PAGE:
This system comprises two valve bodies 100, 200 connected together by a collar 300.

The valves, not visible in FIGS. 2A to 2C, are respectively mounted within the bodies 100 and 200 on two shafts 101 and 201, themselves rotatably mounted with respect to the bodies 100 and 200. The position of the valves in the bodies 100 and 200 is symbolized by the double arrows A and B.

Each of the emerging ends of the shafts 101 and 201 is connected to a control lever 102, 202 fixed onto said shafts, in order to operate the valves.

The ends of the upper control lever 102 are respectively connected by parallel link bars 103, 203 to the ends of the corresponding lower control lever 202. The link bars are each mounted with a pivotal connection with the upper control lever 102 and each has a single degree of freedom with respect thereto.

The opposite ends of the link bars 103 and 203 are each provided with a recess of inverted “U” shape each of which is adapted to cooperate with one of the pins 210 and 211 disposed at the corresponding ends of the lower control lever 202. This assembly confers the link bars with at least two degrees of freedom with respect to the lower control lever 202: rotation and translation in a plane perpendicular to that of the rotation. Thus, at the time of an emergency disconnection, the link bars 103 and 203, connected to the upper valve body 100, can freely separate from the body 200 of the lower valve. This assembly thus makes it possible, due to its twin link bar design, to open and close the valves before the disconnection of the system, while ensuring the security of these latter.

The emergency disconnection system according to the invention further comprises an actuator 400 comprising a control rod 401 and mounted on a support plate 402 fixed to the upper valve body 100 via a support 104. The rod 401 is arranged parallel to the direction of the two link bars 103 and 203. A web 404 is connected to the end of the rod 401. This web is provided with a groove 405 in which a roller 105 slides which is mounted at one of the ends of the upper control lever 102. This system of a roller 105 sliding in a groove 405 makes it possible to transform the translational movement of the actuator 400 into rotational movement of the control lever 102, so enabling the valves of the system to be closed, as can be seen in FIG. 2B. When the rod 401 of the actuator 400 has accomplished sufficient travel to bring the valves into the closed position, represented by the arrows A and B in FIGS. 2B and 2C, a step formation 406 provided on the web 404 at the emergent upper end of the groove 405 enables the roller 105 to be freed, which enables the rod 401 to continue its downward translation, and to stop the rotation of the valve control levers. Since the step formation 406 is formed solely in the upper portion of the web 404, a reversal in translational movement of the rod 401 drives the valves, via the web 404, the groove 405 and the roller 105, to re-open.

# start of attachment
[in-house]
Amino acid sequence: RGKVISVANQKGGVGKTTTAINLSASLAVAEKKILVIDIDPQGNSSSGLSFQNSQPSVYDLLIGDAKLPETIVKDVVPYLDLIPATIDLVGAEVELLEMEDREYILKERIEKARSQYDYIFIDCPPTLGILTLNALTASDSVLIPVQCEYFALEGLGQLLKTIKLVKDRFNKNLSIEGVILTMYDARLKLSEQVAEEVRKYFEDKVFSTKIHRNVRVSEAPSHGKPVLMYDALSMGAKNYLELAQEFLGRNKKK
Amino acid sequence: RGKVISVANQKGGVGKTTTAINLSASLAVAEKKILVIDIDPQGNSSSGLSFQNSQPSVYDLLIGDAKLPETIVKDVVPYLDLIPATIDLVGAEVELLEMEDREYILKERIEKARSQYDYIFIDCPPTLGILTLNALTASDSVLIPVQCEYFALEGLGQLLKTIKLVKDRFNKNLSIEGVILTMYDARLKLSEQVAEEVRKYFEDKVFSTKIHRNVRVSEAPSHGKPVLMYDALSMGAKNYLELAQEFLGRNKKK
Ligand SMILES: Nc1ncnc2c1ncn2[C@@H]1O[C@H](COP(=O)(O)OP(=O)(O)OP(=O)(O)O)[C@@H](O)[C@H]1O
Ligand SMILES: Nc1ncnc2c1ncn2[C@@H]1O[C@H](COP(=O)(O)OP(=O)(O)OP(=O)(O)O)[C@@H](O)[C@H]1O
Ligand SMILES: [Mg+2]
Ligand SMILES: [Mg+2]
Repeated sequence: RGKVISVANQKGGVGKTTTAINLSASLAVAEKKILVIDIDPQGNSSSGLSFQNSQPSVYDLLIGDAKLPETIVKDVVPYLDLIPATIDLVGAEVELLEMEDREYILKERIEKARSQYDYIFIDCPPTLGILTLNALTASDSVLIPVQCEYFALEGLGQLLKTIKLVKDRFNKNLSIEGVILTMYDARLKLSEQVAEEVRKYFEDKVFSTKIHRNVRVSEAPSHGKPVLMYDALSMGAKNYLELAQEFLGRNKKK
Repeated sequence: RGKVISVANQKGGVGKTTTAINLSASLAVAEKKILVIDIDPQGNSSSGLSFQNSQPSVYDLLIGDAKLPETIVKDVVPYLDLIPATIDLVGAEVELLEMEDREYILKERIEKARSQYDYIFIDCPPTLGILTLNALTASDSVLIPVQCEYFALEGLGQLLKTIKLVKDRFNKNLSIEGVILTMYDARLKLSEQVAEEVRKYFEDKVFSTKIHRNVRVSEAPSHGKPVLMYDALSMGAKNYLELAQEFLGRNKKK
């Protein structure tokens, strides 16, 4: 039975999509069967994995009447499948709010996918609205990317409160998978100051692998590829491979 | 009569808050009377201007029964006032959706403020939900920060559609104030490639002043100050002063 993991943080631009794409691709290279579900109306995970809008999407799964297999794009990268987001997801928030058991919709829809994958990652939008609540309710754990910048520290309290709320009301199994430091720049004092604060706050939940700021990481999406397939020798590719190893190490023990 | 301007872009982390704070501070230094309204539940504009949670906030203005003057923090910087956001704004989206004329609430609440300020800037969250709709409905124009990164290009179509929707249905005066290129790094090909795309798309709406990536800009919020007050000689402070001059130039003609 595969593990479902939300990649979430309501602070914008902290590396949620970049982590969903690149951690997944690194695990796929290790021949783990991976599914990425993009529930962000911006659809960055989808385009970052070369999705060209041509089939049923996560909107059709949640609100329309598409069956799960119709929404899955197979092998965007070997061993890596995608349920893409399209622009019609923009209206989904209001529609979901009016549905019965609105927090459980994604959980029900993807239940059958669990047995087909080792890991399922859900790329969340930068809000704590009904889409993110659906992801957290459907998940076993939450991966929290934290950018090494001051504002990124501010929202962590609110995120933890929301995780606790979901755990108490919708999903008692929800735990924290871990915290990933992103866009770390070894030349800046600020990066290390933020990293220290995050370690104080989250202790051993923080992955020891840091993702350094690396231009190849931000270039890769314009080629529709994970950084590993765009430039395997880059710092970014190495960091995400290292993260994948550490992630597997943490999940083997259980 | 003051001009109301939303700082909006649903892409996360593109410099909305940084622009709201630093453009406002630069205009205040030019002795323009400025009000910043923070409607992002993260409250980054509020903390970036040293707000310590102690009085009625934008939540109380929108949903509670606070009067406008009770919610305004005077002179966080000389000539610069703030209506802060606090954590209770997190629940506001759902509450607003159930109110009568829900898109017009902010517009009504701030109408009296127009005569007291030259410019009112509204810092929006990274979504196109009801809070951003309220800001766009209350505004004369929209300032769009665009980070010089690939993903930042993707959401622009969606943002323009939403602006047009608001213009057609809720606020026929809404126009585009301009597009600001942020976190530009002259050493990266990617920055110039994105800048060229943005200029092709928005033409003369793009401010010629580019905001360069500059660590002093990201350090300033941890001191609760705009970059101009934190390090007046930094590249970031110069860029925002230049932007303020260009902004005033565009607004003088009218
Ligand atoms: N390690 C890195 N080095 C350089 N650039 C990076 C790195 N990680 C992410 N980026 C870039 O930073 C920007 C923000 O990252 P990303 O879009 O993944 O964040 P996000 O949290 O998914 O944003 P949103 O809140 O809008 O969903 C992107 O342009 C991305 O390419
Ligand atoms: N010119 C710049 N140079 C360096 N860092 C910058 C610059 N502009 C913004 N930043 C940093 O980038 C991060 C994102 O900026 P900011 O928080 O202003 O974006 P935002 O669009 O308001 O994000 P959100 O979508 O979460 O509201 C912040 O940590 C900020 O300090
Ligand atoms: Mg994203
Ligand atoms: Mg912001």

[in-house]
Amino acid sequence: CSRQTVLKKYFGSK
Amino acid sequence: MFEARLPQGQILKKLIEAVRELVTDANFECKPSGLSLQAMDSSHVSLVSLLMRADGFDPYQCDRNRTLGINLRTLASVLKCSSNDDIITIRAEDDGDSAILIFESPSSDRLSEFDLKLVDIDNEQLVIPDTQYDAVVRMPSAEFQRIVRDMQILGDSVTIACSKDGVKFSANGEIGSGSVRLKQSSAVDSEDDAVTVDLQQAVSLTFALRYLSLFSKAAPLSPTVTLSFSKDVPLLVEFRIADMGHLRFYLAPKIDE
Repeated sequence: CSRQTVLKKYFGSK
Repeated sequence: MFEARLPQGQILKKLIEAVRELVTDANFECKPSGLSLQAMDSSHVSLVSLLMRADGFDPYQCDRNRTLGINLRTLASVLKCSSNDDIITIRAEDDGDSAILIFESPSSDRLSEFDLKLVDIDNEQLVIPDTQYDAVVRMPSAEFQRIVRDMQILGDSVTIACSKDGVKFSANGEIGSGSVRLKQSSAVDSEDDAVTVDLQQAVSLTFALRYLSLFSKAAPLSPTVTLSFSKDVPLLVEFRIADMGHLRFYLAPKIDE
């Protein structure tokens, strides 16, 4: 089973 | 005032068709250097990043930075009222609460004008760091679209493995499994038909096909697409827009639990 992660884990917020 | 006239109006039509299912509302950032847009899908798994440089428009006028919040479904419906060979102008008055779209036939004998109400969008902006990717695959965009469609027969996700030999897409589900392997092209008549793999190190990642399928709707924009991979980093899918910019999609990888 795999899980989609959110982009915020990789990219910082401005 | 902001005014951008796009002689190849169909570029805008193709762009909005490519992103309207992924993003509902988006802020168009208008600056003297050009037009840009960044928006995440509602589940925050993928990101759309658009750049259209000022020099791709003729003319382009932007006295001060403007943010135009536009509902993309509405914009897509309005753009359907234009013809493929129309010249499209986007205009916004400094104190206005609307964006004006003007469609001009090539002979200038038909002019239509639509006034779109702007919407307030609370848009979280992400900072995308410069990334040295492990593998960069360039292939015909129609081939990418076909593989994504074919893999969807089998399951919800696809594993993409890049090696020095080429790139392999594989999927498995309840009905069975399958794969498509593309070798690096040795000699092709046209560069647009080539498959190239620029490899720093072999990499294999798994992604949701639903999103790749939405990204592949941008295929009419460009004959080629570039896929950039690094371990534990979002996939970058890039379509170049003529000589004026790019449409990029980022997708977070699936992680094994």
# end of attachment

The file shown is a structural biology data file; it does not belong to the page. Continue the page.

As can be seen in FIG. 2C, continuation of the translation of the rod 401 downwards after freeing of the roller 105 brings a projection 407 provided at the lower end of the web 404 into contact with a pin 311 of the collar 300, by virtue of which the continuation of the translation causes the opening thereof as can be seen in FIG. 2C and the separation of the valve bodies 100 and 200 enabling emergency disconnection of the loading/unloading arm via the system 11.

On of the features of the present invention resides in the fact that the actuator 400 comprises a jack of particular design enabling the rod 401 to have two distinct and adjacent ranges of translation, the translation of the rod 401 over each of them being controlled by a separate solenoid valve. Furthermore, each of these two ranges of translation respectively corresponds, in a procedure of emergency disconnection, to the range for closing the valves up to the freeing of the valve 105 from the groove 405 and to the range for opening of the collar which follows the aforementioned freeing.

FIGS. 3A to 3C schematically represent such an actuator 400, its rod 401 being respectively located in the positions corresponding to FIGS. 2A to 2C.